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Transform Your Life In One Month: The 30 Best TED Talks Of All Time That Will Inspire You

Transform Your Life In One Month: The 30 Best TED Talks Of All Time That Will Inspire You

To avoid criticism say nothing, do nothing, be nothing.” –  Aristotle

Each one of us needs a starting point to better ourselves, a spark of inspiration that lights up passion inside of you.

And as the old saying goes: if you want to be the best, learn from the best.

Here’s a list of the 31 best TED talks of all time, which will open the gates of imagination and creativity and help you become a better person!

1. Pranav Mistry: The thrilling potential of Sixth Sense

Takeaway: The future is already here. Learn how modern technology helps the physical world interact with the world of data.

“What we can do is not important. What we should do is more important.”

2. Tony Robbins: Why we do what we do

Takeaway: Learn the force behind the things you do in your everyday life and how to change your habits.

“The defining factor [for success] is never resources; it’s resourcefulness.”

3. Daniel Kahneman: The riddle of experience vs. memory

Takeaway: Discover why you are irrational and why your memory often misleads you.

“We don’t choose between experiences, we choose between memories of experiences. Even when we think about the future, we don’t think of our future normally as experiences. We think of our future as anticipated memories.”

4. David Gallo: underwater astonishments

Takeaway: There is so much we still don’t know about the planet we live on.

“Today we’ve only explored about 3 percent of what’s out there in the ocean. Already we’ve found the world’s highest mountains, the world’s deepest valleys, underwater lakes, underwater waterfalls …  There’s still 97 percent, and either that 97 percent is empty or is just full of surprises.”

5. Mary Roach: 10 things you didn’t know about an orgasm

Takeaway: Learn 10 baffling and hilarious things about sexual climax.

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“If you can trigger the Lazarus reflex in a dead person, why not the orgasm reflex?”

6. Graham Hill: Less stuff, more happiness

Takeaway: Having less stuff might actually make us happier.

“We’ve got to cut the extraneous out of our lives, and we’ve got to learn to stem the inflow. We need to think before we buy. Ask ourselves, ‘Is that really going to make me happier? Truly?”

7. Dan Gilbert: Why are we happy?

Takeaway: Learn how to train your mind to be happy.

“Natural happiness is what we get when we get what we wanted, and synthetic happiness is what we make when we don’t get what we wanted. In our society, we have a strong belief that synthetic happiness is of an inferior kind.”

8. Hans Rosling: The best stats you’ve ever seen

Takeaway: Big data helps to debunk myths about the so-called “developing world.”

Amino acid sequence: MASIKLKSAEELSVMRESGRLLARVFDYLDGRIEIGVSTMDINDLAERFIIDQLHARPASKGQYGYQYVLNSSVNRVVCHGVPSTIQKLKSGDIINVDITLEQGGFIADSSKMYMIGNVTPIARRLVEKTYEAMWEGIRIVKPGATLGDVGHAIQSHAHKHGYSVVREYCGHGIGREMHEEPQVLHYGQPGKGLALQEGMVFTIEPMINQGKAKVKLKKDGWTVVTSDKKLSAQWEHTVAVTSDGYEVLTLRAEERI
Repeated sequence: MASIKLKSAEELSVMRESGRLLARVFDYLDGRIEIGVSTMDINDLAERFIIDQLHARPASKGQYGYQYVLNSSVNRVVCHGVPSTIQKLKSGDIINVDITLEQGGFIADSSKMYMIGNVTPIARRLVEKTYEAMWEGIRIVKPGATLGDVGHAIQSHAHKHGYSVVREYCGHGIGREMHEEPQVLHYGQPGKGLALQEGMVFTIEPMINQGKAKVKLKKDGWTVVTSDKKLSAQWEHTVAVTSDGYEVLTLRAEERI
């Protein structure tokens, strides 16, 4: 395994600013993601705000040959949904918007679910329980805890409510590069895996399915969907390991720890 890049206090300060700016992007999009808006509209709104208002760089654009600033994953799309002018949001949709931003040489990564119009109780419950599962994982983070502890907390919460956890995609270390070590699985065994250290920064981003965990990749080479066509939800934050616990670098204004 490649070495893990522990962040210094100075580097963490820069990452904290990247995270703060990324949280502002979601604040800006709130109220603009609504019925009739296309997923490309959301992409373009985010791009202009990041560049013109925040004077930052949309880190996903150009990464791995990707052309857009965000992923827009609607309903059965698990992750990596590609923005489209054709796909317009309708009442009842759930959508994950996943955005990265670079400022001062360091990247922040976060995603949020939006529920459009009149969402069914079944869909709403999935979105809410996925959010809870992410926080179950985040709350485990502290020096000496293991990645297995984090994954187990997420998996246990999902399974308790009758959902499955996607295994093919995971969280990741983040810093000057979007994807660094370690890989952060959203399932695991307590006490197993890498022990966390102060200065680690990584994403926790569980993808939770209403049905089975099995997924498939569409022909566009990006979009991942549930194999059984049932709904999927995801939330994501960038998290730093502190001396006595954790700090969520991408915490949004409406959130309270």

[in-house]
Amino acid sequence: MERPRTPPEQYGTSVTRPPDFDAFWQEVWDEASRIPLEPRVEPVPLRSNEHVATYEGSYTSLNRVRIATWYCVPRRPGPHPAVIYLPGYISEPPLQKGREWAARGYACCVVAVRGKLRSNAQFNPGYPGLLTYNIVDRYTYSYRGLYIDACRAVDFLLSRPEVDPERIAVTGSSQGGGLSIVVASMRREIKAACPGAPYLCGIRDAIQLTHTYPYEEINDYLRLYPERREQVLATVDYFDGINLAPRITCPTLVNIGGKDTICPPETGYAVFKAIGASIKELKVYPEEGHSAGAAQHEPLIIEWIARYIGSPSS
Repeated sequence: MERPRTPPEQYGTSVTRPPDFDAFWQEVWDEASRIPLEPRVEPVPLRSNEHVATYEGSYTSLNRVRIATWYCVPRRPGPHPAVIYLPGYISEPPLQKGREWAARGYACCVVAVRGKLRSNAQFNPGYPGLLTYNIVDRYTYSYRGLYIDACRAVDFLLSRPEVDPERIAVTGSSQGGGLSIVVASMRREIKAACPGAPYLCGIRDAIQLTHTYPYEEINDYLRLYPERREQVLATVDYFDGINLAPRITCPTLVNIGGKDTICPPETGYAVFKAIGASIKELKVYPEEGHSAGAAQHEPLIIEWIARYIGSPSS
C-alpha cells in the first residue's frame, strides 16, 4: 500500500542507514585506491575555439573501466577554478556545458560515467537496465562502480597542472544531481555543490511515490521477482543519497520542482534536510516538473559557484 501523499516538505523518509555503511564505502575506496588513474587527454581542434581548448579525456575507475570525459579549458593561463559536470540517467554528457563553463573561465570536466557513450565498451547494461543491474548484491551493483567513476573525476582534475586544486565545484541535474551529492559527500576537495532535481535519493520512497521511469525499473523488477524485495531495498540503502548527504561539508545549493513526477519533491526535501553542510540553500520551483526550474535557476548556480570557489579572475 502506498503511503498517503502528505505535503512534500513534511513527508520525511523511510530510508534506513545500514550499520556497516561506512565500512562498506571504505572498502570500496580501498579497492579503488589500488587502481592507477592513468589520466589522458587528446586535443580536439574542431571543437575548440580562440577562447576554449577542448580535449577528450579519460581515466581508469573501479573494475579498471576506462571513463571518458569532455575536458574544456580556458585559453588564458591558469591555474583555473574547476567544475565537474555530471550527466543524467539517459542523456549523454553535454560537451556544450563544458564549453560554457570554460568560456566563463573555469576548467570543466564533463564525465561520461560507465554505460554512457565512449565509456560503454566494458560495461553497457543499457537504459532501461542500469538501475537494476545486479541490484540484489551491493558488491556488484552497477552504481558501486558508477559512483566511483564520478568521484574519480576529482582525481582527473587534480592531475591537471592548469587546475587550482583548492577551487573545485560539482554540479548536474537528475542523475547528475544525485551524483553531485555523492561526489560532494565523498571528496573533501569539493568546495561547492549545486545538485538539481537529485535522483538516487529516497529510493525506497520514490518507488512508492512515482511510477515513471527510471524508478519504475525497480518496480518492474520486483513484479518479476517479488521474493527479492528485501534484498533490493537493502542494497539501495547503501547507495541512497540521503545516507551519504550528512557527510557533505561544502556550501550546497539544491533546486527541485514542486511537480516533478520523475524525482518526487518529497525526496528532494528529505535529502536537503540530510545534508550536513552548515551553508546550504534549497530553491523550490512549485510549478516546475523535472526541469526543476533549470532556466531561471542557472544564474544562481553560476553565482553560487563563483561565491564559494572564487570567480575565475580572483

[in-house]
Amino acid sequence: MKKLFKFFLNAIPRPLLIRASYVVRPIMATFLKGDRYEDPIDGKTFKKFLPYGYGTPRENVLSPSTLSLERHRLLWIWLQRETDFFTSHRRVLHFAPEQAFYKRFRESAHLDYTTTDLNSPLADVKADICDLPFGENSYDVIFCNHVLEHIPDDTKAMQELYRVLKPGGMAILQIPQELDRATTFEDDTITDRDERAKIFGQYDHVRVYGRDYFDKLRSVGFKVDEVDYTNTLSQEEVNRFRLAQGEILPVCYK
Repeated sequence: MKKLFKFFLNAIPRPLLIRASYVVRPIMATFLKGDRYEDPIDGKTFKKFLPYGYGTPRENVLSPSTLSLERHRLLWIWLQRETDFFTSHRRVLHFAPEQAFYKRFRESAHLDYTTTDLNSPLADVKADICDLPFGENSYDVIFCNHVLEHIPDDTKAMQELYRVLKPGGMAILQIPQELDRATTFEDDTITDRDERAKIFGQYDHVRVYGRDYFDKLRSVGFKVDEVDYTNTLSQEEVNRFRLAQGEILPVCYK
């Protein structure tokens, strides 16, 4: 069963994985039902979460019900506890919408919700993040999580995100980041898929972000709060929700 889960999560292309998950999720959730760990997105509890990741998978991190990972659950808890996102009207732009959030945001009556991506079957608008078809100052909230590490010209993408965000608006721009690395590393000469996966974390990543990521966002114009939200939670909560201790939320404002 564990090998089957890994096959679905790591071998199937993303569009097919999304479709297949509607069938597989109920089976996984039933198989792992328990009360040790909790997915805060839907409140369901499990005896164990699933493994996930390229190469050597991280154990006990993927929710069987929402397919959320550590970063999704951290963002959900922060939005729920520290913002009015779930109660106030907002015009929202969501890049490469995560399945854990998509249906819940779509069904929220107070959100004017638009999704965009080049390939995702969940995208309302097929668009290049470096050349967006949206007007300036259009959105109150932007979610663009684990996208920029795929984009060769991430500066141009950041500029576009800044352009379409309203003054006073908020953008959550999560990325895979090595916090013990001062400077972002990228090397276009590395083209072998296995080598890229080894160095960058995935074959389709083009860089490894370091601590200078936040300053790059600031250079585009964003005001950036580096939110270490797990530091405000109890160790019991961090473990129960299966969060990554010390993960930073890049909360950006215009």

“I have shown that Swedish top students know statistically significantly less about the world than the chimpanzees.”

9. Susan Cain: The power of introverts

Takeaway: Learn why introverts should be encouraged and celebrated.

“Eleanor Roosevelt, Rosa Parks, Gandhi — all these peopled described themselves as quiet and soft-spoken and even shy. And they all took the spotlight, even though every bone in their bodies was telling them not to.”

10. Keith Barry: Brain magic

Takeaway: Learn how our brains can fool our bodies.

“I’m going to show you all how easy it is to manipulate the human mind once you know how.”

11. David Blaine: How I held my breath for 17 minutes

Takeaway: Great reminder of how important passion and persistence are in our lives.

“As a magician, I think everything is possible. And I think if something is done by one person it can be done by others.”

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12. Pamela Meyer: How to spot a liar

Takeaway: Learn one of the most useful skills in your life – how to detect lies.

“A lie has no power whatsoever by its mere utterance; its power emerges when someone else agrees to believe the lie.”

13. Matt Cuts: Try something new for 30 days

Takeaway: You will never know if you like something unless you try it.

“The next 30 days are going to pass whether you like it or not, so why not think about something you have always wanted to try and give it a shot for the next 30 days?”

14. Jill Bolte Taylor: My Stroke of Insight

Takeaway: Incredibly moving journey of a scientist who suffered a stroke and her way back to the normal life.

“I am the life-force power of the universe. I am the life-force power of the 50 trillion beautiful molecular geniuses that make up my form, at one with all that is.”

15. Brené Brown: The Power of Vulnerability

Takeaway: Learn why those who are vulnerable are generally happier and feel more worthy of love.

“Maybe stories are just data with a soul.”